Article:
The Redwood Sky Walk at Sequoia Park Zoo is a self-guided interpretive experience that takes visitors up into the famed California Coast Redwoods for a view like no other. Guests will experience the world’s tallest trees while exploring the City of Eureka’s in-town old and second-growth forest from a bird’s eye view. The Redwood Sky Walk is 1/4 mile long (out and back), and ADA accessible with the exception of one optional adventure segment which offers slightly more exposure, greater height, and more bridge sway.
How high is the Redwood Sky Walk experience?
At the highest point, the Redwood Sky Walk reaches over 100 feet above the forest floor. Platforms sit about 1/3 of the way up the in-city old-growth and mature second-growth redwood grove. The upper canopy of these trees reaches approximately 250 feet.
How long is the Redwood Sky Walk?
The Redwood Sky Walk is just under 1/4 mile to the end and back (1,104 linear feet), stretched out across a network of suspended bridges that reach across and through old-growth and mature second-growth redwood trees. It is the longest sky walk in the western United States. There are no stairs, and the experience is ADA accessible with the exception of one (optional) 369-foot adventure segment.
What is the ‘adventure leg’?
The adventure leg is 369 feet long and 36 inches wide with square open mesh decking. Though it is safe and does not require visitors to be attached, visitors will feel more exposed to the natural surroundings and more aware of their height. The adventure leg bridges are also apt to sway in minor winds. Even without a notable breeze, visitors are likely to feel themselves, as well as others, moving across the bridges.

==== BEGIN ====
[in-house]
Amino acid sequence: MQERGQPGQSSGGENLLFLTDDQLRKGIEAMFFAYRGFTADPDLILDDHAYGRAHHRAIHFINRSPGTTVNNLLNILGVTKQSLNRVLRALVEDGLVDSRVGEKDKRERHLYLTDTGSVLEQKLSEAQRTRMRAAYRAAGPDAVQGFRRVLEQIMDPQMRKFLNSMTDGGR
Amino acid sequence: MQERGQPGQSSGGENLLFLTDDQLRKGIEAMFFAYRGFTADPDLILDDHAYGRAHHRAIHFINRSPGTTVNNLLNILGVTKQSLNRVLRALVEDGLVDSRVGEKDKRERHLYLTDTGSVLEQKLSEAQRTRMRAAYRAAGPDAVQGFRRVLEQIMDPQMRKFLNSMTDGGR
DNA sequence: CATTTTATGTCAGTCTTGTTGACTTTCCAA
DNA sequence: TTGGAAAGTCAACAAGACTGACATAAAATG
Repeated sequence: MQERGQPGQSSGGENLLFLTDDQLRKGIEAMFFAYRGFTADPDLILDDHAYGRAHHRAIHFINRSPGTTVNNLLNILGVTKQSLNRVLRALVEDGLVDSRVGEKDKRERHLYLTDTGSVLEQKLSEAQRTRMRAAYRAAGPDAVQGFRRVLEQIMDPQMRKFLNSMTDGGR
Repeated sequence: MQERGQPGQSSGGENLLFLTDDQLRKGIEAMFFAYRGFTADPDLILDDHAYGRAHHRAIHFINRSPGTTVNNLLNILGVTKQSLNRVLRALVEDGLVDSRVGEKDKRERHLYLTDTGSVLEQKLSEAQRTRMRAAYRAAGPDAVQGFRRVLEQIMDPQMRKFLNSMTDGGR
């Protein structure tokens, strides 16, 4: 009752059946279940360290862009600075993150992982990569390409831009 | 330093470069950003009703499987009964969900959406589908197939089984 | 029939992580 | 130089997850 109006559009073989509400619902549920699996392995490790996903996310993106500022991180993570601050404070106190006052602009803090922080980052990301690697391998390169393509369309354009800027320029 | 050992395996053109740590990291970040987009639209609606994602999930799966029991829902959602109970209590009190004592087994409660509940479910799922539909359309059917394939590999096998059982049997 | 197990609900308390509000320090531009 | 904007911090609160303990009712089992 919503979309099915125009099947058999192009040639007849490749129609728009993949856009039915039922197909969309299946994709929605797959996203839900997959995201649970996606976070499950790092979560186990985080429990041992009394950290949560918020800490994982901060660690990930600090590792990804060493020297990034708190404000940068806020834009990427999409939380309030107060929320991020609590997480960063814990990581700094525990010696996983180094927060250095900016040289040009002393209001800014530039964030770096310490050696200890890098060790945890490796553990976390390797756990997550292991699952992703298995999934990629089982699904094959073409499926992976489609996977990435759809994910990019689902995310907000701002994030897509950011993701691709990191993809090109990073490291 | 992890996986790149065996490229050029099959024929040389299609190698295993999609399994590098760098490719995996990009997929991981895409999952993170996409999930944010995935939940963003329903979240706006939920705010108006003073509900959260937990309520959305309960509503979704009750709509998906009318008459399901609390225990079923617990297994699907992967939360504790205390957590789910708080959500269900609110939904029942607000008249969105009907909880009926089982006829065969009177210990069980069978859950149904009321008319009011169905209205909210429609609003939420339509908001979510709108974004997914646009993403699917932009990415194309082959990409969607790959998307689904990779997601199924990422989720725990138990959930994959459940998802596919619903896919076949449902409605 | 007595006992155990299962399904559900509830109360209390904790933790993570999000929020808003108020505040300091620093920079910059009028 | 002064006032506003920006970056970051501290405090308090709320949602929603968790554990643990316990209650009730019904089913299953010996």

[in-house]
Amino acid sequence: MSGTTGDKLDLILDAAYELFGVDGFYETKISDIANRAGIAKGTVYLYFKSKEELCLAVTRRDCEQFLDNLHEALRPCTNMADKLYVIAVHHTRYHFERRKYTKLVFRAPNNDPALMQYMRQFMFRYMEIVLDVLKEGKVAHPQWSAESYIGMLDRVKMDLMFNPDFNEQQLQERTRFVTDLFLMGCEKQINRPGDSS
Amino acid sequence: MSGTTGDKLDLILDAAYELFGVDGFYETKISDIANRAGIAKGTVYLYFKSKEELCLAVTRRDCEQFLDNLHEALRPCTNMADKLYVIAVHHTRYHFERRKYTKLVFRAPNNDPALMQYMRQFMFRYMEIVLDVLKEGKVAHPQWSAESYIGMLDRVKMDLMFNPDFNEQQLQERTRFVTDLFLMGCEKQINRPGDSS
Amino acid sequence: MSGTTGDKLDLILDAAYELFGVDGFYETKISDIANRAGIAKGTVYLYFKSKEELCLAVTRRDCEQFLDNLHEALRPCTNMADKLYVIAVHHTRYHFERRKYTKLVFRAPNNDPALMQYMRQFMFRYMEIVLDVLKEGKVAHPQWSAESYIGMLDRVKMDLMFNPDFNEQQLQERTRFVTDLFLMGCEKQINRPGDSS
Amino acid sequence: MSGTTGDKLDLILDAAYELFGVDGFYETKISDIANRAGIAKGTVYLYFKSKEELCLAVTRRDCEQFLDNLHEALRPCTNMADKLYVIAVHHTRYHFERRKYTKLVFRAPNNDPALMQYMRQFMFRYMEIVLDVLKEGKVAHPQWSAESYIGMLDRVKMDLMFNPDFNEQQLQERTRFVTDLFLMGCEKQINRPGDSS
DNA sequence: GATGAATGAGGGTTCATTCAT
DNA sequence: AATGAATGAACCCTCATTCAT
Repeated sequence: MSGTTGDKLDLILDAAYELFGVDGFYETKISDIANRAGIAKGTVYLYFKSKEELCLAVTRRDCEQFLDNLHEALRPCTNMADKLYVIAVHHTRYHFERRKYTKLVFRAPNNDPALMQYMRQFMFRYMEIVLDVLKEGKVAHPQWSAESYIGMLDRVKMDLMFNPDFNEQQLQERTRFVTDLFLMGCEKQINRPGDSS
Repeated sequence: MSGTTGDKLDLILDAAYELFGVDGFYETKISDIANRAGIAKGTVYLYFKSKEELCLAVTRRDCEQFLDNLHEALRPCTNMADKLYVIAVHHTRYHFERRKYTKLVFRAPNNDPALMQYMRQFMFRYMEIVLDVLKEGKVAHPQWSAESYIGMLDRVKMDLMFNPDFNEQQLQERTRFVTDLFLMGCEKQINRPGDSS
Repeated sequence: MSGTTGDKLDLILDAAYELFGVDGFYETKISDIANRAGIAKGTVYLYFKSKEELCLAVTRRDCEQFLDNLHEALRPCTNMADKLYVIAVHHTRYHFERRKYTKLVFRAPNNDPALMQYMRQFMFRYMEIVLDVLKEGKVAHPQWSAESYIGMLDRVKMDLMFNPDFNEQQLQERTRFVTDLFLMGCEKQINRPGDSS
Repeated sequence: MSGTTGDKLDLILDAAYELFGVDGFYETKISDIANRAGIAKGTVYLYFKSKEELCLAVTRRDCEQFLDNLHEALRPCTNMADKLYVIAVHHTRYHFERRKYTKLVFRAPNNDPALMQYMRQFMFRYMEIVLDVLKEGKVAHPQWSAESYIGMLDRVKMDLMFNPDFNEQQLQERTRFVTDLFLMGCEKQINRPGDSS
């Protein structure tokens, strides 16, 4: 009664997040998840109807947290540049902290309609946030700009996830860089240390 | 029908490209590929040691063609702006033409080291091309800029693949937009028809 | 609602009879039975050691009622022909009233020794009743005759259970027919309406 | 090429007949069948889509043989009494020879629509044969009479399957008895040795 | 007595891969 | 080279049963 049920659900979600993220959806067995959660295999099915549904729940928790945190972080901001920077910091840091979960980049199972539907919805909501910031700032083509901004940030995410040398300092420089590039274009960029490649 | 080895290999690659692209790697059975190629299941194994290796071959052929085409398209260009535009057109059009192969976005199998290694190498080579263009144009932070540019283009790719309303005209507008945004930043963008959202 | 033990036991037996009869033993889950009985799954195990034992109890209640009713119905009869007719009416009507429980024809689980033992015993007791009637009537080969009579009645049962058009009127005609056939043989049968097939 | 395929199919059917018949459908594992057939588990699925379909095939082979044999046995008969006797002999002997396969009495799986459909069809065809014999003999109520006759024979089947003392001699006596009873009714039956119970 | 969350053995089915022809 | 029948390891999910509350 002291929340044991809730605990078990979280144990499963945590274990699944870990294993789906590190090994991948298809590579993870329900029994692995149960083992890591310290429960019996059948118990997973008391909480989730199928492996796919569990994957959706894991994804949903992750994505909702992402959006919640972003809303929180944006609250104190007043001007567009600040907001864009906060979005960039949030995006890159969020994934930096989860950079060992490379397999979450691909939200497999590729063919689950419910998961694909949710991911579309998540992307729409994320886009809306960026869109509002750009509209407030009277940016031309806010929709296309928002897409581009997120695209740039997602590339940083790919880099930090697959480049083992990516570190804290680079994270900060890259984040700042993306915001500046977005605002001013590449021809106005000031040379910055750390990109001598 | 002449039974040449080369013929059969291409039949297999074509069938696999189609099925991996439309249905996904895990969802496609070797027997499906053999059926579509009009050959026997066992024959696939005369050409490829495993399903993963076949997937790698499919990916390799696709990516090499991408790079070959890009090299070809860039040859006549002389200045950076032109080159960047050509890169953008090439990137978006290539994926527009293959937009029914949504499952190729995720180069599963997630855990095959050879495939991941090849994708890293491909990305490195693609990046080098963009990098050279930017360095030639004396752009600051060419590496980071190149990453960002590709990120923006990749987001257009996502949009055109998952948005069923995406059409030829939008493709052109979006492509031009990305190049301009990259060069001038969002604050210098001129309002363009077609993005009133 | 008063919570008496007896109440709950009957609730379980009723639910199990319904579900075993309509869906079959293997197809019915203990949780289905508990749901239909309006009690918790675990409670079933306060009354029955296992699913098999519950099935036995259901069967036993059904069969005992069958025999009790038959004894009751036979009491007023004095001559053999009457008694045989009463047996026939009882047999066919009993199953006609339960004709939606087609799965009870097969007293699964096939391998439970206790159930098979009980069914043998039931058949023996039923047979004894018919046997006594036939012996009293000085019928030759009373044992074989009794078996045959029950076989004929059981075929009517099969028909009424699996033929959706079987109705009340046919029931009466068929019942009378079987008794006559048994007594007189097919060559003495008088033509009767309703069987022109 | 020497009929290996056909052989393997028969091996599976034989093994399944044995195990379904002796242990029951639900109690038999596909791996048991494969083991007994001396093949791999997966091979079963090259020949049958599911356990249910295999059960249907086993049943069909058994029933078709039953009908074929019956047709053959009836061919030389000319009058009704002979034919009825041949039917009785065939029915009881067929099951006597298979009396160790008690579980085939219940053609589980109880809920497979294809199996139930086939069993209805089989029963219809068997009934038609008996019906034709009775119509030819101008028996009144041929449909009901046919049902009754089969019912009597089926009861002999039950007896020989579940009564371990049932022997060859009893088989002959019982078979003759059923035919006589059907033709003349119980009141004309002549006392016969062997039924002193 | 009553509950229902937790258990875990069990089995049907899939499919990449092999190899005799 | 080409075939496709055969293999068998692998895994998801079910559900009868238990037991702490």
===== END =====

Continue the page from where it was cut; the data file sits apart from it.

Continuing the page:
What is the Redwood Sky Walk constructed of?
The Ascent Ramp and Launch Deck are wood structures, with concrete foundations, and Dynaplank (a walkable tread surface that is non-slip and highly durable). The posts and handrails on the structure are redwood and metal panels are infilled between posts.
The Redwood Sky Walk is made from fabricated aluminum for bridges and platforms and has the same Dynaplank surface for walking. Railings are made from cable and metal mesh panels.
All material choices were made for safety, longevity, and ease of maintenance.
What safety precautions are in place?
Because this is not an adventure course, no harnesses and helmets will be required. The Redwood Sky Walk has 3.5 – 4 feet high guardrails, designed to maximize visitor safety and minimize the ability of children to climb or put their feet into the netting or metal panels.
The Ascent Ramp and Launch Deck were designed with both earthquakes and wind in mind. The structural members were upsized to look and feel much more substantial, as well as to perform better in seismic and wind events. All structures are built to code.
Tree platforms and bridges are designed and constructed using a factor of safety beyond the structural capacity of the trees. Additional tree attachments have been added to increase safety.
Does the Redwood Sky Walk affect tree health?
The bridges and platforms that will allow visitors to traverse the Redwood Sky Walk are suspended from the trees themselves without any impact to the forest floor below. The technique and mechanics of these attachments have been designed specifically to ensure negligible impact on the trees to which they are anchored and provide room for them to continue to grow unimpeded.
Can I touch the trees?
We know how much fun it is to be so close to the famous redwood trees. However, for the health of the trees, please refrain from touching the delicate bark while on the Redwood Sky Walk.
How does the Redwood Sky Walk integrate with the Zoo?
The Redwood Sky Walk is accessible only through the Sequoia Park Zoo. The experience is intentionally integrated and complements the natural environment, current animal exhibits, and nature play areas. A future bear/coyote exhibit and Redwood Discovery Center will soon enhance the offering and visitor experience even further.
How can I stay up to date on the latest Redwood Sky Walk News and Information?
This website, the Sequoia Park Zoo website, and social media channels will share the latest updates and information. Subscribe to the Zoo’s weekly eChatter newsletter or become a member of the Sequoia Park Zoo to stay up to date.